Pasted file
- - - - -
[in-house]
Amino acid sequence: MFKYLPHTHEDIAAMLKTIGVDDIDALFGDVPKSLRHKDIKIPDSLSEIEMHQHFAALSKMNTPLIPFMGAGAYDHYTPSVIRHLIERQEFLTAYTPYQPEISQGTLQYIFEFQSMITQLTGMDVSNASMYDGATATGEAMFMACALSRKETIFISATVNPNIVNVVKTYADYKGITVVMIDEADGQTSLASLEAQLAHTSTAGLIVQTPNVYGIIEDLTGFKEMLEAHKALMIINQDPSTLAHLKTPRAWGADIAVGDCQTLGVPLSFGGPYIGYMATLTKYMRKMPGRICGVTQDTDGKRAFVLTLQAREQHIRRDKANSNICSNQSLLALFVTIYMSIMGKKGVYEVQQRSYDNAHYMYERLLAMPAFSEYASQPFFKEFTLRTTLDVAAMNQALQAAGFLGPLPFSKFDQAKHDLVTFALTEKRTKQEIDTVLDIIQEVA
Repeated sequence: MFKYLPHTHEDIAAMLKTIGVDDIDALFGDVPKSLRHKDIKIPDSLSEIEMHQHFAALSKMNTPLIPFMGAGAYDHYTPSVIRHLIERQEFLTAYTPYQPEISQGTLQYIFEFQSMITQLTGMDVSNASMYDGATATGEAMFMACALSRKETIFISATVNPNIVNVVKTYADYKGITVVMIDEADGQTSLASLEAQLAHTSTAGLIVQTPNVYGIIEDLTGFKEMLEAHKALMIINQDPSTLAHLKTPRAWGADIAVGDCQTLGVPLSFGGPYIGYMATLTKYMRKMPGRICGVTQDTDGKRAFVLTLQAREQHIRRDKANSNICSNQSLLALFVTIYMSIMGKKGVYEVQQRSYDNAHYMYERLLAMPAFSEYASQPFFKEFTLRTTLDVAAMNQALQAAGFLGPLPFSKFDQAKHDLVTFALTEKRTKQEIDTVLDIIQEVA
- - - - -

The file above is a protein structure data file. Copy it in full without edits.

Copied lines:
[in-house]
Amino acid sequence: MFKYLPHTHEDIAAMLKTIGVDDIDALFGDVPKSLRHKDIKIPDSLSEIEMHQHFAALSKMNTPLIPFMGAGAYDHYTPSVIRHLIERQEFLTAYTPYQPEISQGTLQYIFEFQSMITQLTGMDVSNASMYDGATATGEAMFMACALSRKETIFISATVNPNIVNVVKTYADYKGITVVMIDEADGQTSLASLEAQLAHTSTAGLIVQTPNVYGIIEDLTGFKEMLEAHKALMIINQDPSTLAHLKTPRAWGADIAVGDCQTLGVPLSFGGPYIGYMATLTKYMRKMPGRICGVTQDTDGKRAFVLTLQAREQHIRRDKANSNICSNQSLLALFVTIYMSIMGKKGVYEVQQRSYDNAHYMYERLLAMPAFSEYASQPFFKEFTLRTTLDVAAMNQALQAAGFLGPLPFSKFDQAKHDLVTFALTEKRTKQEIDTVLDIIQEVA
Repeated sequence: MFKYLPHTHEDIAAMLKTIGVDDIDALFGDVPKSLRHKDIKIPDSLSEIEMHQHFAALSKMNTPLIPFMGAGAYDHYTPSVIRHLIERQEFLTAYTPYQPEISQGTLQYIFEFQSMITQLTGMDVSNASMYDGATATGEAMFMACALSRKETIFISATVNPNIVNVVKTYADYKGITVVMIDEADGQTSLASLEAQLAHTSTAGLIVQTPNVYGIIEDLTGFKEMLEAHKALMIINQDPSTLAHLKTPRAWGADIAVGDCQTLGVPLSFGGPYIGYMATLTKYMRKMPGRICGVTQDTDGKRAFVLTLQAREQHIRRDKANSNICSNQSLLALFVTIYMSIMGKKGVYEVQQRSYDNAHYMYERLLAMPAFSEYASQPFFKEFTLRTTLDVAAMNQALQAAGFLGPLPFSKFDQAKHDLVTFALTEKRTKQEIDTVLDIIQEVA